One portion of the webinar that stood out to me was the difference between social media strategies for large corporations and small businesses.  Rachel was quick to point out that corporations obviously have a much larger budget and are able to do much more than are small businesses.  Small businesses simply cannot afford to pay someone on staff to do only social media.  Often times there is someone on staff who has a myriad of tasks at hand other than social media.  Simply put, social media is a skill and should not simply be delegated to a secretary or an intern.

Traditional advertising has often been viewed as a one-way form of marketing.  Whether it be a television commercial, a radio spot, a bus wrap or an ad in the paper, these forms of advertising offer no way to produce feedback.  Social media is a medium that embraces feedback almost instantly in most cases.  Social media offers not only branding for your business but also a way to network with your clients in real-time, something traditional ads do not do.  Often times, however, businesses view social media as a one-way form of marketing.  They put out a message and do not follow-up properly or engage fully.  Rachel made a statement that stuck with me, “Social Media is an ongoing relationship that never ends.” If more social media marketers would understand and employ this statement into their everyday thought process, social media could be much more advantageous to them.

The most important thing within the webinar for myself specifically has to be the goal setting timeline that Rachel spoke of employing.  When starting any sort of social media campaign, it is extremely necessary to set goals.  By starting with 90-day goals, after the time period has elapsed you can evaluate these goals to determine what has worked and what hasn’t.  The next step should be a 6-month plan, in which after the 6-months you can again evaluate if your plan is working, what you can do to change it and where you would like to go in the future.

When getting started with a social media page, it is important to temper expectations.  There needs to be a strong balance between building your page and posting strong content for the readers to enjoy.  By offering something valuable to your readers, they begin to trust you and turn to you for information in the future.  When you first start a Facebook page for example, posting three times per week is a good place to start.  Any more than this, readers may get turned off if you are not offering value and strong content at the same time.  Any less than this, users will not engage at the level you are seeking.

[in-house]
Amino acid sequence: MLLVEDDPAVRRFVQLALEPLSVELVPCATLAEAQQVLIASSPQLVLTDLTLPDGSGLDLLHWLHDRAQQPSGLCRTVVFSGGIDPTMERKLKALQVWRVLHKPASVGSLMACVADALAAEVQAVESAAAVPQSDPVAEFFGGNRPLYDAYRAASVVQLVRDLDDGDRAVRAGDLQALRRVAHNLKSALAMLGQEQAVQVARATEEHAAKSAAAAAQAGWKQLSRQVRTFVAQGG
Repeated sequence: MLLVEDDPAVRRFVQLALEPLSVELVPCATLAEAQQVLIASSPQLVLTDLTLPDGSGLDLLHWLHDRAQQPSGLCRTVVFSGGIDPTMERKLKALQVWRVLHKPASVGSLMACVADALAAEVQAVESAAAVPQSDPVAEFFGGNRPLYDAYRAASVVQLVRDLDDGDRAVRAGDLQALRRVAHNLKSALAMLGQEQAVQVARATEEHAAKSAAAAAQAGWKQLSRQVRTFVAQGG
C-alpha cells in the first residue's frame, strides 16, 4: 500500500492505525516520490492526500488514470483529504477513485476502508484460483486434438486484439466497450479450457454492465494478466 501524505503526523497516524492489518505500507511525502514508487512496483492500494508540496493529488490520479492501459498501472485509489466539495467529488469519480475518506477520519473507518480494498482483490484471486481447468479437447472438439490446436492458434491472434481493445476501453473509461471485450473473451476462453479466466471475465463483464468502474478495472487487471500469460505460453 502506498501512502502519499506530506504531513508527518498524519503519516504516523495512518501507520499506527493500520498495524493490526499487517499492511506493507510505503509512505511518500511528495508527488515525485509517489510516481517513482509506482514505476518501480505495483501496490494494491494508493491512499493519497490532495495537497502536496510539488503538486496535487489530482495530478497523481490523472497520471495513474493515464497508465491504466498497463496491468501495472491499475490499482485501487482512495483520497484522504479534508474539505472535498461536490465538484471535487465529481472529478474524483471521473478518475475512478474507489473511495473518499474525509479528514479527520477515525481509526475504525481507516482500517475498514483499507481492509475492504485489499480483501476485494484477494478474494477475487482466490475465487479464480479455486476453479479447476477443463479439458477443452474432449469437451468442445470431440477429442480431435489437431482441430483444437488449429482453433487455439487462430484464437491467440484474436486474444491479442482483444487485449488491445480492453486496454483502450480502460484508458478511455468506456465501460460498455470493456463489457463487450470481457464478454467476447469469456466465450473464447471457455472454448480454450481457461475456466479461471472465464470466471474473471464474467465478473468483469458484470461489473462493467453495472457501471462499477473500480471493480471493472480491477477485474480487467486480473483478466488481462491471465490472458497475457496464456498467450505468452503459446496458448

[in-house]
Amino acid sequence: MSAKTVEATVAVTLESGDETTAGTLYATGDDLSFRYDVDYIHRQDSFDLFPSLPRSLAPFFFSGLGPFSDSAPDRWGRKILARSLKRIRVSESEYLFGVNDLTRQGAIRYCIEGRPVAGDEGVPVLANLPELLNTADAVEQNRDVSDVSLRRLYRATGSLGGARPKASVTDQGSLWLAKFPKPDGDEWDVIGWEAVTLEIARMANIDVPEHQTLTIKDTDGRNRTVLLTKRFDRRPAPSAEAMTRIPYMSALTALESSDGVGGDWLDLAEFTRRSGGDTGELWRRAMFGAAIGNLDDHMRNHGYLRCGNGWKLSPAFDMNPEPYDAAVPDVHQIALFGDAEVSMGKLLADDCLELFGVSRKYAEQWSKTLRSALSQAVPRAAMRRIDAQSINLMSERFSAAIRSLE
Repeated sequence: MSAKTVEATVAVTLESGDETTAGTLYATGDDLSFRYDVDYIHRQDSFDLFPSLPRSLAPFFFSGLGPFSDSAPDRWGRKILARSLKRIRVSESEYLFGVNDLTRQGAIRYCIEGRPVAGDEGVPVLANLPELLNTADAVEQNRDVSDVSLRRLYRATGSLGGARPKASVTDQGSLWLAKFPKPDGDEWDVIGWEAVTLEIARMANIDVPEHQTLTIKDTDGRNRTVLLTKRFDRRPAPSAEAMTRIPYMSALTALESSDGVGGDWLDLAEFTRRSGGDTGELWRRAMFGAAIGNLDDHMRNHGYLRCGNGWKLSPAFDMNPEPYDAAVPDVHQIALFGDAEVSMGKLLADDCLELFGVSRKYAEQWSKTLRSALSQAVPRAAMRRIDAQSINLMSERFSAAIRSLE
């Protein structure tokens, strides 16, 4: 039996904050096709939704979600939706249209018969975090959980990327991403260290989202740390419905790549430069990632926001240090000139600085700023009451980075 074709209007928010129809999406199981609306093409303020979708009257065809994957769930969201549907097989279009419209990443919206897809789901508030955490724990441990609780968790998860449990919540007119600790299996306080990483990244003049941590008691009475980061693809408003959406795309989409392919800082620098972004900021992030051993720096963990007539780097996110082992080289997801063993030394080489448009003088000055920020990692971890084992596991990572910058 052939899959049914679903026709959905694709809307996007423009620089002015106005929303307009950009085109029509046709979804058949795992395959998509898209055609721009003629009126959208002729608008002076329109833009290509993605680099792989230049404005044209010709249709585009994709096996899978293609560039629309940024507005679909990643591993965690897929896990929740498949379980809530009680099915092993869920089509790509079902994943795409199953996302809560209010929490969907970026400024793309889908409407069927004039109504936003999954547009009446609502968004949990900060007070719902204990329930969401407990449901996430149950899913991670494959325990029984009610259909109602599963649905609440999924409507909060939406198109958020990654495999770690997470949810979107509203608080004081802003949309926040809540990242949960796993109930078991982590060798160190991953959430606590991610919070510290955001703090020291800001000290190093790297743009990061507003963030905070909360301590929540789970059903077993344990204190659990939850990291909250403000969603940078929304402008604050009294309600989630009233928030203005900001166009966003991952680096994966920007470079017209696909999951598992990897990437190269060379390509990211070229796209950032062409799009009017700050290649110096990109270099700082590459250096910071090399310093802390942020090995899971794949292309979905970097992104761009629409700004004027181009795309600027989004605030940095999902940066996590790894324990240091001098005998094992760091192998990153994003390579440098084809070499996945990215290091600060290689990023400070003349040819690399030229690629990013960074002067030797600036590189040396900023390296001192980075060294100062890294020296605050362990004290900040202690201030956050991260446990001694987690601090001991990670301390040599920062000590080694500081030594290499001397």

The final point that I would like to emphasize is the importance of learning and understanding the skill that is social media.  Rachel made a great point in her webinar, “If you do not have the means to sustain your social media strategy, you should consider hiring an independent contractor.”  Often, you would end up not only having a better social media product, but saving yourself money in the process.  Keep in mind, as social media independent contractors, we want to see you succeed!

I appreciate the fact that Rachel Strella and Strella Social Media have begun producing unique content for the social media world.  I must say that I have great admiration for her and her company and look forward to her next webinar, Social Media and Small Business, Pitfalls to Avoid on October 15.  For more information please visit http://www.strellasocialmedia.com or @RachelStrella on Twitter.

Paul M. Miller


Twitter: @SolutionsforAdv

LinkedIn:  http://www.linkedin.com/pub/paul-miller/3b/b5/495

In Part 2 of the Job Search blog, I would like to take time to recognize two panelists that stood out in my mind, not only during the panel but as some of the best of the whole day.  I mentioned Amanda Haddaway (@ahaddaway) and Rachel Strella (@rachelstrella) as two panelists that exceeded my expectations.  As someone who is presently searching for a job in a very difficult job landscape, I took this panel very seriously and took away from it quite a lot of useful information.

Amanda Haddaway is a very accomplished HR professional that has a great array of expertise in the job search field.  Here is a brief bio from her website (http://amandahaddaway.com):  “Amanda Haddaway is an accomplished freelance writer and marketing practitioner. She has been quoted in numerous national publications for her HR and marketing expertise and has written two books, Destination Real World: Success After Graduation for new and soon-to-be college graduates and Interviewer Success: Become a great interviewer in less than one hour.”  The two things that she discusses in these two books are two of the most important aspects not only for recently graduated or graduating students, but any professional looking for a job.  One of the most important things I learned from Amanda was that just because you have graduated, doesn’t mean you can stop learning.  Many people who I have spoken to over the years have looked at graduation as the culmination of all of their studies.  In my opinion, this could not be further from the truth.  Because traditional colleges often don’t require students to have any social media training in relation to the job search, you must train yourself.  Using some of the pointers from Part 1 of this blog can be extremely beneficial, but following some influential people like Amanda on Twitter can certainly help your social media training.